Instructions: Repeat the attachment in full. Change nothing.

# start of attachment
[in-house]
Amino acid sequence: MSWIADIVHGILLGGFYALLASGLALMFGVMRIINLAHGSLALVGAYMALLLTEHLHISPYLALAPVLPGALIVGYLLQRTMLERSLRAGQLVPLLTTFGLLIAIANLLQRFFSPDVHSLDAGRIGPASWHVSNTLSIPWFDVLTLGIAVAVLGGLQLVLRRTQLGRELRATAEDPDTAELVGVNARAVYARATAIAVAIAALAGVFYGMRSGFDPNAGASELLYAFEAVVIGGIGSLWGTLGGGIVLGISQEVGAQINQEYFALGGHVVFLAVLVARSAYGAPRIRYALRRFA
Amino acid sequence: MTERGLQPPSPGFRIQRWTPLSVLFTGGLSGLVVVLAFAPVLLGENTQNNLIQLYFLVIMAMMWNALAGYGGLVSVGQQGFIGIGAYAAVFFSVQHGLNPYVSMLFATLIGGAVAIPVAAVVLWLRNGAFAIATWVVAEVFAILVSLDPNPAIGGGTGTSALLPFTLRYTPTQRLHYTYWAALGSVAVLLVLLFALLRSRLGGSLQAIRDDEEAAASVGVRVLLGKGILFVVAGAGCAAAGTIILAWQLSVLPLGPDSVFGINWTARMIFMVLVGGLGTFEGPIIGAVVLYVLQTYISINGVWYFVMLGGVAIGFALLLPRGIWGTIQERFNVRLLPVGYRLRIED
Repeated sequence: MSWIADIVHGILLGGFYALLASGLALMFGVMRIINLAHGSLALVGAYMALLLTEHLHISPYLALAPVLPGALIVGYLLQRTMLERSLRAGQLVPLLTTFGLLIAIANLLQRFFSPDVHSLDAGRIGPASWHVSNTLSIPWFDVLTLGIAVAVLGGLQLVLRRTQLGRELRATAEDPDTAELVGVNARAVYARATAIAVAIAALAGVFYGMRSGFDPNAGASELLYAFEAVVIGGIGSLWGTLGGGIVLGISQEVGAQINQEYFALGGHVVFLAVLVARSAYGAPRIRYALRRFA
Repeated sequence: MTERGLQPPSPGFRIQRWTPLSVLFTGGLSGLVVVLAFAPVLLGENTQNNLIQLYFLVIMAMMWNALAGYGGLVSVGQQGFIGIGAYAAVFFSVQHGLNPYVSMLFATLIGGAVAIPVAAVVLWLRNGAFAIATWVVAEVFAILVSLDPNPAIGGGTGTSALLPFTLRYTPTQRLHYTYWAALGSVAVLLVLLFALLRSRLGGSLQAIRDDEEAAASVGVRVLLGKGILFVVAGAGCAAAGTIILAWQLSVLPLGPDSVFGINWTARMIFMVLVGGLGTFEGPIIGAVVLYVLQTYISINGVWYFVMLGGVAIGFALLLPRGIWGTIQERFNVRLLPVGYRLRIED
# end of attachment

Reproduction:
[in-house]
Amino acid sequence: MSWIADIVHGILLGGFYALLASGLALMFGVMRIINLAHGSLALVGAYMALLLTEHLHISPYLALAPVLPGALIVGYLLQRTMLERSLRAGQLVPLLTTFGLLIAIANLLQRFFSPDVHSLDAGRIGPASWHVSNTLSIPWFDVLTLGIAVAVLGGLQLVLRRTQLGRELRATAEDPDTAELVGVNARAVYARATAIAVAIAALAGVFYGMRSGFDPNAGASELLYAFEAVVIGGIGSLWGTLGGGIVLGISQEVGAQINQEYFALGGHVVFLAVLVARSAYGAPRIRYALRRFA
Amino acid sequence: MTERGLQPPSPGFRIQRWTPLSVLFTGGLSGLVVVLAFAPVLLGENTQNNLIQLYFLVIMAMMWNALAGYGGLVSVGQQGFIGIGAYAAVFFSVQHGLNPYVSMLFATLIGGAVAIPVAAVVLWLRNGAFAIATWVVAEVFAILVSLDPNPAIGGGTGTSALLPFTLRYTPTQRLHYTYWAALGSVAVLLVLLFALLRSRLGGSLQAIRDDEEAAASVGVRVLLGKGILFVVAGAGCAAAGTIILAWQLSVLPLGPDSVFGINWTARMIFMVLVGGLGTFEGPIIGAVVLYVLQTYISINGVWYFVMLGGVAIGFALLLPRGIWGTIQERFNVRLLPVGYRLRIED
Repeated sequence: MSWIADIVHGILLGGFYALLASGLALMFGVMRIINLAHGSLALVGAYMALLLTEHLHISPYLALAPVLPGALIVGYLLQRTMLERSLRAGQLVPLLTTFGLLIAIANLLQRFFSPDVHSLDAGRIGPASWHVSNTLSIPWFDVLTLGIAVAVLGGLQLVLRRTQLGRELRATAEDPDTAELVGVNARAVYARATAIAVAIAALAGVFYGMRSGFDPNAGASELLYAFEAVVIGGIGSLWGTLGGGIVLGISQEVGAQINQEYFALGGHVVFLAVLVARSAYGAPRIRYALRRFA
Repeated sequence: MTERGLQPPSPGFRIQRWTPLSVLFTGGLSGLVVVLAFAPVLLGENTQNNLIQLYFLVIMAMMWNALAGYGGLVSVGQQGFIGIGAYAAVFFSVQHGLNPYVSMLFATLIGGAVAIPVAAVVLWLRNGAFAIATWVVAEVFAILVSLDPNPAIGGGTGTSALLPFTLRYTPTQRLHYTYWAALGSVAVLLVLLFALLRSRLGGSLQAIRDDEEAAASVGVRVLLGKGILFVVAGAGCAAAGTIILAWQLSVLPLGPDSVFGINWTARMIFMVLVGGLGTFEGPIIGAVVLYVLQTYISINGVWYFVMLGGVAIGFALLLPRGIWGTIQERFNVRLLPVGYRLRIED